We sing of "The Old Rugged Cross" and see the cross in many Christian church buildings, but is the cross, as we symbolize it today, what was used by the Romans at that time?
The Greek word translated "cross" is "stauros" which means "an upright stake". Being that wood was not plentiful in that area, a stake is the most economical.
Since wood does not survive time well we are limited to images of that time for a more accurate rendition of this method of execution.
It would seem, from those images and archaeological findings that the Greek capital letter 'tau' which is a 'T' (stauros) more accurately depicts the shape used.
The image on the left comes to us from Puteoli, Italy. This is logical from the perspective that making a 't' is much more complex to fabricate than the 'T' would be.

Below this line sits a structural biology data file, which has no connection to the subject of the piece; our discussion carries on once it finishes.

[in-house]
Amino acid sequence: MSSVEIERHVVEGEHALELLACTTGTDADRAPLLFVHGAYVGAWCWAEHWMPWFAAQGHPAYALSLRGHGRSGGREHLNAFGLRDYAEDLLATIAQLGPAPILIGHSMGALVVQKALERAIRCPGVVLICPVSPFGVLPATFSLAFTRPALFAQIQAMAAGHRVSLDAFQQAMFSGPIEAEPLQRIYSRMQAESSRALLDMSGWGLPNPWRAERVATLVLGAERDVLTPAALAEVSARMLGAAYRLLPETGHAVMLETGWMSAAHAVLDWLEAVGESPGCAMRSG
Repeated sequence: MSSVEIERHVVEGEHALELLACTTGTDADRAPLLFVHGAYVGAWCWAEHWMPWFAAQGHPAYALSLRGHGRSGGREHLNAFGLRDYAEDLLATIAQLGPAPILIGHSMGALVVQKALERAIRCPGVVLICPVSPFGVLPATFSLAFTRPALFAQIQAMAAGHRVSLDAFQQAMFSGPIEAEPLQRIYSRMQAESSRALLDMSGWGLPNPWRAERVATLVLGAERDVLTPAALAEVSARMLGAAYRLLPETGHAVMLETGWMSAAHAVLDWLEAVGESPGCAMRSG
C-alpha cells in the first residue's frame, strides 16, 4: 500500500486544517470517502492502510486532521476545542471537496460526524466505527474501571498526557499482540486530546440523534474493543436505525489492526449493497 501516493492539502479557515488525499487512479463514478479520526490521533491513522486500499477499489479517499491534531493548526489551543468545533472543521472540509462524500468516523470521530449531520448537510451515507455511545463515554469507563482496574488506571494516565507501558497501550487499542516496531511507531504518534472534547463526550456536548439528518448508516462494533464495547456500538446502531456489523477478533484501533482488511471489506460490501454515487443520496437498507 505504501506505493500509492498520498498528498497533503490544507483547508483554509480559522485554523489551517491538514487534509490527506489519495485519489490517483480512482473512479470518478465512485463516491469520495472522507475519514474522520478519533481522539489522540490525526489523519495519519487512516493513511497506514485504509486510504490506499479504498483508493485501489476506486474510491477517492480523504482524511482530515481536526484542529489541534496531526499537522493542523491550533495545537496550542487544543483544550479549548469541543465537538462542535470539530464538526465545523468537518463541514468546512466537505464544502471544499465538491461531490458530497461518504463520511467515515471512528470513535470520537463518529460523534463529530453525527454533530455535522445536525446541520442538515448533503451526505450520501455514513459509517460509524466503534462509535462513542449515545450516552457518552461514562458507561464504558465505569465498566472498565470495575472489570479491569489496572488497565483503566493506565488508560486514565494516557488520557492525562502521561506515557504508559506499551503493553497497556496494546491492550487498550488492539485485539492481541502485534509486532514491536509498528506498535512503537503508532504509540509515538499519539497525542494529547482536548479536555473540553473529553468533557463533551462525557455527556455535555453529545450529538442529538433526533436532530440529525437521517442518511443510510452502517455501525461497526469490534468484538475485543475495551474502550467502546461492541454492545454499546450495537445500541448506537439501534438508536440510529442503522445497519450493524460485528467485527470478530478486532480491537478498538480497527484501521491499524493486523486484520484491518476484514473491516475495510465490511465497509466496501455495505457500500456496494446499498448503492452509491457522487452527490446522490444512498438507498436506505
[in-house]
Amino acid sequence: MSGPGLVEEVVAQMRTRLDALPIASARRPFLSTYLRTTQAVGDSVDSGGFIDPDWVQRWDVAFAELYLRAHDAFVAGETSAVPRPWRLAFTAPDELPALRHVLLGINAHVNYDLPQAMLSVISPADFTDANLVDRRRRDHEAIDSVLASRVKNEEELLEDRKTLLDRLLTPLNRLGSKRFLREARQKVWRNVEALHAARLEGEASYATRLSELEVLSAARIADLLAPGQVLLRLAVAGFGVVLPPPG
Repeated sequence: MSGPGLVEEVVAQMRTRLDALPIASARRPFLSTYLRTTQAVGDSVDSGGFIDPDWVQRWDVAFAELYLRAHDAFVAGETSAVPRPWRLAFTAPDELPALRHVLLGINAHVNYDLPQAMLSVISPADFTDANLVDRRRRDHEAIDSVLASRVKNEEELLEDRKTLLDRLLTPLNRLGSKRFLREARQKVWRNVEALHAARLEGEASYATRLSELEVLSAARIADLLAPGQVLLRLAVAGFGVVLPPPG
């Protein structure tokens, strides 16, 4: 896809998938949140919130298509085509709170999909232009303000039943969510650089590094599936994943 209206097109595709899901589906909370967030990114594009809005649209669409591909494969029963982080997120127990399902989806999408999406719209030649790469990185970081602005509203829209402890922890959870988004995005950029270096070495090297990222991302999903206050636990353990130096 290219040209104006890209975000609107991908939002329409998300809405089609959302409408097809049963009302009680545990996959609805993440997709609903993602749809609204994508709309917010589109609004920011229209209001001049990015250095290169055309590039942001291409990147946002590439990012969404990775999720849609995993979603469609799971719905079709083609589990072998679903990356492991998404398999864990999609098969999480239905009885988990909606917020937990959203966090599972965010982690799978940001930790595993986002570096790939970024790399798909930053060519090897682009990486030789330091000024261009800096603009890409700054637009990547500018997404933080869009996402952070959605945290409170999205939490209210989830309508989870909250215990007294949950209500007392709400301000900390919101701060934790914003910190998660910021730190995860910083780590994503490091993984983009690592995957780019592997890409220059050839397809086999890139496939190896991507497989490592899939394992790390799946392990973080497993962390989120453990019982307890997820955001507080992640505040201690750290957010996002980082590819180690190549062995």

Another point is the way the feet were nailed. The image to the right shows the feet attached to the sides of the "stake."
Archaeological evidence of an ankle bone with a nail through it suggests too, that the the feet were nail on either side of the stake.
This is not meant to taking anything from the symbol of the cross and especially its world changing affect, it is simply information for those who find satisfaction in accuracy and how this might affect our understanding and interpretation of other potions of scriptures.
©2018, Dr Steven Bydeley, a man.
All publishing rights reserved. Permission is herewith granted to reprint this article for personal use and to link or refer to it; however, no commercial re-publishing of the material in this article is permitted without prior written consent.
Steven is the author of Fathered by God and with his wife Dianne, co-author of Dream Dreams and Dreams the Heal and Counsel. He has been a guest on the Miracle Channel, Trinity Television, and Crossroads Communication, and have taught internationally on various topics.
Without Prejudice. © 2023, Steven., house of bij de Leij., of man.